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Carmichael, Richard Bennett

Richard Bennett Carmichael, detail
Richard Bennett Carmichael was a northern educated, slave owning Maryland aristocrat with an abiding attachment to the Constitution. He was born to an old Queen Anne County family of wealth and influence; his father had roomed with Roger Brooke Taney when law students together. The young Carmichael entered Dickinson College in Carlisle, Pennsylvania as a member of the class of 1827 but later transferred to Princeton where he graduated in 1828. Just four years later he was elected to Congress as a Jacksonian Democrat, serving one term before returning to his law practice. He was then named as associate justice on the 10th Judicial Circuit that covered the Eastern Shore of Maryland. When the Civil War broke out and Washington asserted its authority in divided Maryland, Carmichael began a concerted judicial campaign in his courts to have grand juries indict federal officials who had made arbitrary arrests without proper authority. The military governor in the area soon lost patience with this activity and ordered Carmichael’s own arbitrary arrest. On a rainy afternoon in May 1862, the diminutive judge was manhandled from his courtroom and delivered to federal prison. He spent six months in prison without trial before being released. He resigned from the bench in 1864 but took up Democratic politics again after the war and was the president of the Maryland constitutional convention of 1867. Carmichael died at his estate on the Wye River in October 1884 and was buried in the family plot there. (By John Osborne)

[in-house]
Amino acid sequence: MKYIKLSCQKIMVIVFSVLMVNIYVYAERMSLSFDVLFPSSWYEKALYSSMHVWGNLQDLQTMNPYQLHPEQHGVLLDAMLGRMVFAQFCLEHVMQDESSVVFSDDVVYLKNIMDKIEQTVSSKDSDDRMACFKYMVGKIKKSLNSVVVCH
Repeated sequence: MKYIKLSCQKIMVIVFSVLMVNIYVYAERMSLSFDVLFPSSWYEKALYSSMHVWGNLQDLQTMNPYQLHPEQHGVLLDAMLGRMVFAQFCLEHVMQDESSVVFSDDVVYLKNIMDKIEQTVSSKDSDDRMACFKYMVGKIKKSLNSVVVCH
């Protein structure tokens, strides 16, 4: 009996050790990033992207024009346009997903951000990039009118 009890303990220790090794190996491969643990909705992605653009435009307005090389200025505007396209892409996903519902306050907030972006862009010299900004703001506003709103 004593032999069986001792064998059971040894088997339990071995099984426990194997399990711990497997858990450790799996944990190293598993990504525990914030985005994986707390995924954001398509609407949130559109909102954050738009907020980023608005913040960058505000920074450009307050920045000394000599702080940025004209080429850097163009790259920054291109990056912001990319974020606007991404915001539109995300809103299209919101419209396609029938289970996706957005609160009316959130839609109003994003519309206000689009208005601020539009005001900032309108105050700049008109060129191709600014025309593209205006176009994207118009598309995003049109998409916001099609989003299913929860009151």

Life span: 
12/25/1807 to 10/21/1884
Dickinson Connection: 
Class of 1827


How to Cite This Page: "Carmichael, Richard Bennett," House Divided: The Civil War Research Engine at Dickinson College,